Home Down Payment: How Much Should Buyers Put Down on a Mortgage?
Buying a new home can be very exciting, especially for first time buyers. Besides finding the perfect home, having inspections, and thinking about financing, most buyers will need to make a down payment at closing. The following information explains how much of a down payment will be required by buyers at closing while considering multiple potential circumstances.
When 20 Percent Down May Be Needed
As the ‘gold standard' of loans, many people only think they have an option for a conventional loan. There are some banking institutions that will only deal with mortgages that have a guaranteed 20 percent down for a conventional loan.
Putting this much money down tends to make lenders feel safer about the loan and approve it faster. Other good reasons for putting 20 percent down include:
- Lenders competing for the mortgage
- Qualifying for lower interest rates on a mortgage
- Lower monthly payments
- Private mortgage insurance (PMI) can be avoided
However, it's not generally a requirement for many buyers to put 20 percent down on a home purchase, as there are many considerations that determine down payment amounts, in addition to loan types that call for far less.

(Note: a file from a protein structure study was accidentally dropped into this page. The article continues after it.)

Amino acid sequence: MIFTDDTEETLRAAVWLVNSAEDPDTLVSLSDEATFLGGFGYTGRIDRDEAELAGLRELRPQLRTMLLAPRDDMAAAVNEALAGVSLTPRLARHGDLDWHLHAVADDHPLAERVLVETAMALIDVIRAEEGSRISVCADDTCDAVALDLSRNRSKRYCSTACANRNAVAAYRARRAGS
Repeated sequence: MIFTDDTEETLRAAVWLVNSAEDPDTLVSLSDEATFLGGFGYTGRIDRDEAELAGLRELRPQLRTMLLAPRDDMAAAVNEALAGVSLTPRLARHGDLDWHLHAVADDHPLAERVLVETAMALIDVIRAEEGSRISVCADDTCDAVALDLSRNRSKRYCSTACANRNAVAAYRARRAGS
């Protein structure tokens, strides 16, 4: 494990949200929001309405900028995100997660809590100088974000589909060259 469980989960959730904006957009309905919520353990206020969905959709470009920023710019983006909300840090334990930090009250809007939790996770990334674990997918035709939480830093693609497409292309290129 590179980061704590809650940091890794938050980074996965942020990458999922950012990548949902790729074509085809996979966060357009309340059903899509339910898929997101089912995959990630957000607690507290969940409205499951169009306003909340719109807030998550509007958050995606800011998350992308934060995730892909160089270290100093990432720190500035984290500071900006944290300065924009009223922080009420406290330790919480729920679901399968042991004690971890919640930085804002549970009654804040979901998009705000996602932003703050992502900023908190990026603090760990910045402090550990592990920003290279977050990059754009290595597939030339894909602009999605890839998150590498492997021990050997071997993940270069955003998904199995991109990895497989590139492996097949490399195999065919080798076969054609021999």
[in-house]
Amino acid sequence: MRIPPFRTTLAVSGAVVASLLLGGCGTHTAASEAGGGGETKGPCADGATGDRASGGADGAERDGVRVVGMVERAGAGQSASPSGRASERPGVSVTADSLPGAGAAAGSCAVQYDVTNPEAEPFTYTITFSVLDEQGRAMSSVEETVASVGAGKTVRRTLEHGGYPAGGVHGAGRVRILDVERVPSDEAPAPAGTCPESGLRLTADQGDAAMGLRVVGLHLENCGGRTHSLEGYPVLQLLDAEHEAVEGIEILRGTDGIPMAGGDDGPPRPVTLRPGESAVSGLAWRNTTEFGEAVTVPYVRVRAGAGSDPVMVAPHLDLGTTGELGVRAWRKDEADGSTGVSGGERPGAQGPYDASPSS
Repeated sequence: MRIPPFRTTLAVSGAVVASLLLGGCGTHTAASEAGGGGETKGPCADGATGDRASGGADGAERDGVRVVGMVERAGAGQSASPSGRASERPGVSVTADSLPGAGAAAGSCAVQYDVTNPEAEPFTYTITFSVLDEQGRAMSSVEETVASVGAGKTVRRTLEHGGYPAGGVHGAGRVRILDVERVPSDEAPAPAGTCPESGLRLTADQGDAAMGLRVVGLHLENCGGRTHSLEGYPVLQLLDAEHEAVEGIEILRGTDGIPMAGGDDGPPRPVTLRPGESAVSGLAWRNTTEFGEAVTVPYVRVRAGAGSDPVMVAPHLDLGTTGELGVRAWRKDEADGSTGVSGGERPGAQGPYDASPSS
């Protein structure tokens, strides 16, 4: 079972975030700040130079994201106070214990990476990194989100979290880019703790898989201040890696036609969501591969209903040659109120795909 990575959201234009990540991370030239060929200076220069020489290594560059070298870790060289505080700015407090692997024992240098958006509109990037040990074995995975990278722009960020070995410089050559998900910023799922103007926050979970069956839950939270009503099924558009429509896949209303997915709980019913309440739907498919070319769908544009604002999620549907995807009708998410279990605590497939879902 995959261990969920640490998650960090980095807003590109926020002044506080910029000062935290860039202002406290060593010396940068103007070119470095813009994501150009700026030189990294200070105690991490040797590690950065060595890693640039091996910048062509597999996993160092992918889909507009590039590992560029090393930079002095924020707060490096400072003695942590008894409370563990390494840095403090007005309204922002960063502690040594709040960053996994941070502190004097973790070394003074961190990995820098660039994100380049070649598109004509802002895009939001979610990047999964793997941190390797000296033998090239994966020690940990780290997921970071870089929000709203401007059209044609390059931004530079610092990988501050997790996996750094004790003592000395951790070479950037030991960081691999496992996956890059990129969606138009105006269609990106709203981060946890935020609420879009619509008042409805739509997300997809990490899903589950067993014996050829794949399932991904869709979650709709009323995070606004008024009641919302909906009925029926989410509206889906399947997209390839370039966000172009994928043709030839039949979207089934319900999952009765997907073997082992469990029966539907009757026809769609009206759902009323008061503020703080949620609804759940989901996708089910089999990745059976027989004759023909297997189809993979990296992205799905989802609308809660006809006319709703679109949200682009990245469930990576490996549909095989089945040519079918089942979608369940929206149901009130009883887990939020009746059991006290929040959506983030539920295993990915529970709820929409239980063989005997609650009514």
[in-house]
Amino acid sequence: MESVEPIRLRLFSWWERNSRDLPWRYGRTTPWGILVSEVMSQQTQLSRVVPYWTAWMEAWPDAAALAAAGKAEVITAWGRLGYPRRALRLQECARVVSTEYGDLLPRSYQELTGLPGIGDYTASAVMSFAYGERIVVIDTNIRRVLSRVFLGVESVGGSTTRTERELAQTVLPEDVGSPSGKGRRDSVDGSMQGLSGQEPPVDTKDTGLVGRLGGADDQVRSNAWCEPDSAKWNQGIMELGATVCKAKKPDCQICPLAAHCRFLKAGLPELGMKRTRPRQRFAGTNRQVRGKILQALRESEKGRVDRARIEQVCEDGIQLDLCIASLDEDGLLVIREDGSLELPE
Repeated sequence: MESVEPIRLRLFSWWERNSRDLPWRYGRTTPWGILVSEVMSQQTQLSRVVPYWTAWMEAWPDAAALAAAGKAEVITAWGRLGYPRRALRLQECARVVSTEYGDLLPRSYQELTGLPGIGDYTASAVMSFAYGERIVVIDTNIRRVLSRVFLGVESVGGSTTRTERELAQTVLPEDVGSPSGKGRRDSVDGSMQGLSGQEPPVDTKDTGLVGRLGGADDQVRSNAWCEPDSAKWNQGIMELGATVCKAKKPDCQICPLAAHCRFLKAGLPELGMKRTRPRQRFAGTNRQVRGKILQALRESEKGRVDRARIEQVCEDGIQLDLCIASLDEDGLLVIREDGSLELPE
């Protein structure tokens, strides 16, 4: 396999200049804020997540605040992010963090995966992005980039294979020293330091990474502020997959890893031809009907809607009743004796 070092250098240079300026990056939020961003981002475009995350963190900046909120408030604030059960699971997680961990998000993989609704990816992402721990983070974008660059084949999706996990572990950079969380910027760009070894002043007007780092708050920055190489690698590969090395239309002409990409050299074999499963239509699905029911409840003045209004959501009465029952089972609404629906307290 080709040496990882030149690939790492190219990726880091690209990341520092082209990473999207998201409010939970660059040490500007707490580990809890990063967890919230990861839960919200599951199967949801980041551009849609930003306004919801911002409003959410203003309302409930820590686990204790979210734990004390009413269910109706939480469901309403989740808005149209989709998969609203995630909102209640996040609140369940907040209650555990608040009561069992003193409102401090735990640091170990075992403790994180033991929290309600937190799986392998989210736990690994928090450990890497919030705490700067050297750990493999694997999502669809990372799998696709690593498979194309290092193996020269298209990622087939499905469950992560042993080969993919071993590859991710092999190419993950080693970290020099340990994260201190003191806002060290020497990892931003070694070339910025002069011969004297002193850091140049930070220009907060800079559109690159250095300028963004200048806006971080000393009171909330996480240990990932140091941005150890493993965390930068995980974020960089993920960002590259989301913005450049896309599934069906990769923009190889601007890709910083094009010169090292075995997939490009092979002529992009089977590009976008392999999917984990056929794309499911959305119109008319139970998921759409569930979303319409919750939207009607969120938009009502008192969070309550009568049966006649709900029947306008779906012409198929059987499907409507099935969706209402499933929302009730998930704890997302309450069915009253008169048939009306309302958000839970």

Down Payments for Conventional Loans
Some qualified buyers have managed to get conventional mortgages with as little as 3 percent down, but very few pay a full 20 percent today. Some lenders offer down payment assistant grants, especially for first-time buyers.
VA Loans and Down Payment Options
There are loans made specifically for veterans. VA loans are backed by the United States Department of Veterans Affairs and typically require zero down payment for qualifying buyers.
Down Payments for FHA Loans
Federal Housing Administration (FDA) loans generally require a 3.5 percent minimum down payment. Another perk is that those who qualify for FHA loans aren't expected to have as high of a credit rating as a conventional loan.
USDA Loans: Often Down Payment Free
Loans backed by the US Department of Agriculture (USDA) are available to those planning to buy in a suburban or rural area. USDA loans don't require any type of deposit for qualified mortgage seekers.
Tips for First-Time Buyers Seeking Mortgages
First-time buyers shouldn't shy away from becoming homeowners due to down payment concerns. There are numerous loan programs that cater to buyers in an effort to reduce the upfront costs.
In reality, according to the National Association of Realtors (NAR), first-time buyers who financed paid a mere 7 percent down on their purchase. Tips for gaining an ample down payment for a first-time purchase include:
- Save for closing costs
- Budget for homeowner's insurance
- Pay off bills and avoid excess spending, if possible
- Raise credit score
- Prepare for ‘homeowner needs,' and know that maintenance will fall on the buyer
First-time buyers who qualify for an aforementioned loan program might not have to pay a down payment at all to realize their dream of homeownership! Those considering buying a home should learn more about mortgage options and down payment requirements by speaking to a local real estate agent professional today.